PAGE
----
Buskers earn more on cold Sundays but only if they play classical music
Buskers who play for a living – and not all do- should wrap up warm and play classical music on cold Sundays to collect top money, research suggests.
Tilburg University researchers spent three months studying 72 musicians at work on the streets of Cologne to find out what makes them successful. They also recorded the responses of over 80,000 passers-by.
A busker in Cologne, it turned out, earns an average of €23 an hour but if he changes his repertoire from rock, jazz or country to classical, his hourly income goes up to €27, researchers Samuel Stäbler and Kim Mierisch found. People who played better than average clocked up €28 an hour.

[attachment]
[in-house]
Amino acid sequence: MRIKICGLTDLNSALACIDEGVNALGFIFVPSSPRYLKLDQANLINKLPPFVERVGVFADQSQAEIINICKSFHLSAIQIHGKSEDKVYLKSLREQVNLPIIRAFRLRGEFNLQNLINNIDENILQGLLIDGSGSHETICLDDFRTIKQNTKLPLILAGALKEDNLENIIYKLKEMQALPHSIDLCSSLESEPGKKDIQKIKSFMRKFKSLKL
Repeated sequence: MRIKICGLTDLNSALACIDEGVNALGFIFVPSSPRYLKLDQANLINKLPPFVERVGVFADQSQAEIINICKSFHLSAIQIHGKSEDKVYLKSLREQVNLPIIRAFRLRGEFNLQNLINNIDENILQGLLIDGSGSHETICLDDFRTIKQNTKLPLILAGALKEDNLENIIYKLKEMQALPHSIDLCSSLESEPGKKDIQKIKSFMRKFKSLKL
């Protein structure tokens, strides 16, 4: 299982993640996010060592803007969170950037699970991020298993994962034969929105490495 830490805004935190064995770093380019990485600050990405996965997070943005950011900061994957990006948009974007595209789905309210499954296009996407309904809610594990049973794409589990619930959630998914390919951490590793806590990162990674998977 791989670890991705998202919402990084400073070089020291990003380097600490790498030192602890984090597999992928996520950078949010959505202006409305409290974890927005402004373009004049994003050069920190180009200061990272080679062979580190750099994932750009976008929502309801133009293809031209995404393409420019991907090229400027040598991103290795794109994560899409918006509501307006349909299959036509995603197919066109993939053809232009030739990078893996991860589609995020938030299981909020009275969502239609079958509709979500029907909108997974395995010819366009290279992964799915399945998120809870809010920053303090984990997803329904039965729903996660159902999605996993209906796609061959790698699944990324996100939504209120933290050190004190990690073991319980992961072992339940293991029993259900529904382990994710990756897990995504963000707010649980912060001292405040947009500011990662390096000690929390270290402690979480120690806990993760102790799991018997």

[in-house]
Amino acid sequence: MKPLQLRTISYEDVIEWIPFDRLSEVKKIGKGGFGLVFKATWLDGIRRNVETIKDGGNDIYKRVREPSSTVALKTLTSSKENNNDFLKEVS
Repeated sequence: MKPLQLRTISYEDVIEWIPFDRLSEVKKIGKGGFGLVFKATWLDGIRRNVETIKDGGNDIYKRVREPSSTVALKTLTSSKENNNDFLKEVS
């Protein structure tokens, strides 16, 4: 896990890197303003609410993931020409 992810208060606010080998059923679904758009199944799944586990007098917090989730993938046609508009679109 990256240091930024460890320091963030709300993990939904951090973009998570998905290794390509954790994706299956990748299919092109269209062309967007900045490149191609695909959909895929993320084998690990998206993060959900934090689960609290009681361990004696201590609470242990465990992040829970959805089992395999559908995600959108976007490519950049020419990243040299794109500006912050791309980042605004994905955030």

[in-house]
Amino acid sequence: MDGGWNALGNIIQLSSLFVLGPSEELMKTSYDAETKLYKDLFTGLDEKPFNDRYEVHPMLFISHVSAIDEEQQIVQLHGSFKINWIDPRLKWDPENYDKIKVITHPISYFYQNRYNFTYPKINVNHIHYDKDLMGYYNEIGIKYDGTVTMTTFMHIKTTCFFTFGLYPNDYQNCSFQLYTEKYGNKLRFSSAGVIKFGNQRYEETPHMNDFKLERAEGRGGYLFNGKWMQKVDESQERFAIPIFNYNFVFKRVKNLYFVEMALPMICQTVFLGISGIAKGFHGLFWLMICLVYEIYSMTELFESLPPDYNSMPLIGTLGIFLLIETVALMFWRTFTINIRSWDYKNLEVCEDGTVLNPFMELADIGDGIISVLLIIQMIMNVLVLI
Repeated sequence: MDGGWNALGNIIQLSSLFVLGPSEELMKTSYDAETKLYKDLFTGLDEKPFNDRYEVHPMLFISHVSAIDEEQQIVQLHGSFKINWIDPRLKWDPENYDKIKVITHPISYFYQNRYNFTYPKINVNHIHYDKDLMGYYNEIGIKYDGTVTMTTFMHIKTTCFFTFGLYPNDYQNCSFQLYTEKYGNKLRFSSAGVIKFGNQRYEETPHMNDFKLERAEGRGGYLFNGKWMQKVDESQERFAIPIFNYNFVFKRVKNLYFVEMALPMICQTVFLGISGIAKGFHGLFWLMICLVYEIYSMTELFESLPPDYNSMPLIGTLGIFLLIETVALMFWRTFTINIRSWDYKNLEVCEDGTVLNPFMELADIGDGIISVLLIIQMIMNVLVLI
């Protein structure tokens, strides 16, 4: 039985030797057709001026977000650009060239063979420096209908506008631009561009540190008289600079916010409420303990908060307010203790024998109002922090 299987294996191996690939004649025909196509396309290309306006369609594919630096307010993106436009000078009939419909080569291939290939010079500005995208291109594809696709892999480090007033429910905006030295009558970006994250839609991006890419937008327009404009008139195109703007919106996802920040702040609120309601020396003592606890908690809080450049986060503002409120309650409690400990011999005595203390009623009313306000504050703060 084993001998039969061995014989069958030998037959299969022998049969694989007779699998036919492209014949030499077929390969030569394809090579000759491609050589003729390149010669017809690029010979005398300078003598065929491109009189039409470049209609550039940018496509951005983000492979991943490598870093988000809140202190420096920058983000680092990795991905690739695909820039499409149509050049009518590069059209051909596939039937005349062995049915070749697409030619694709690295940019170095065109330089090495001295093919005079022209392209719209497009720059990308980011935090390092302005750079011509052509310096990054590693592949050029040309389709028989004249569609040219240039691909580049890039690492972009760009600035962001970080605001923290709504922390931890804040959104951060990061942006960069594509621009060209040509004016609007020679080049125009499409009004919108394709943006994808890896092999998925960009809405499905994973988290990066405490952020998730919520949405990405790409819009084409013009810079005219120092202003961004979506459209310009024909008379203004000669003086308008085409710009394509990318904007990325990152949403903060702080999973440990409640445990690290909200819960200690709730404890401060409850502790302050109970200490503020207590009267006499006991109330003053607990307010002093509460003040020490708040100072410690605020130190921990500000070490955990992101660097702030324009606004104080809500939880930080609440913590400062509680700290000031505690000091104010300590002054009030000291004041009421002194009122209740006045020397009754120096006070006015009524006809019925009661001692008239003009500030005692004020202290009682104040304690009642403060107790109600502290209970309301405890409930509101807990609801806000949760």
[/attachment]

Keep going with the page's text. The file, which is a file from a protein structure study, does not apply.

When buskers threw a child into the mix, earnings shot up to €45, due to the fact, the researchers suspect, that people feel paternal towards them and are therefore inclined to part with more money.
The researchers also found that people who were out and about in groups are more inclined to give buskers money because they want to impress the rest of the company with their generosity while women, due to their presumed role as the ‘more empathic’ sex, are predicted to shell out more than men.
Sundays were found to be best days to busk, particularly when it is cold, ‘probably because of the ‘Sunday effect’ – a mix of sympathy of guilt in people on their way to a warm home and religious motives, earning the players an average €35 an hour.
The research results can be of use for marketing purposes, the researchers said. Since large audiences give more money ‘street artists could benefit from actively influencing the size of the crowd around them, perhaps by bringing fans and friends to their performances or advertising to notify fans about their performances’, the researchers conclude.
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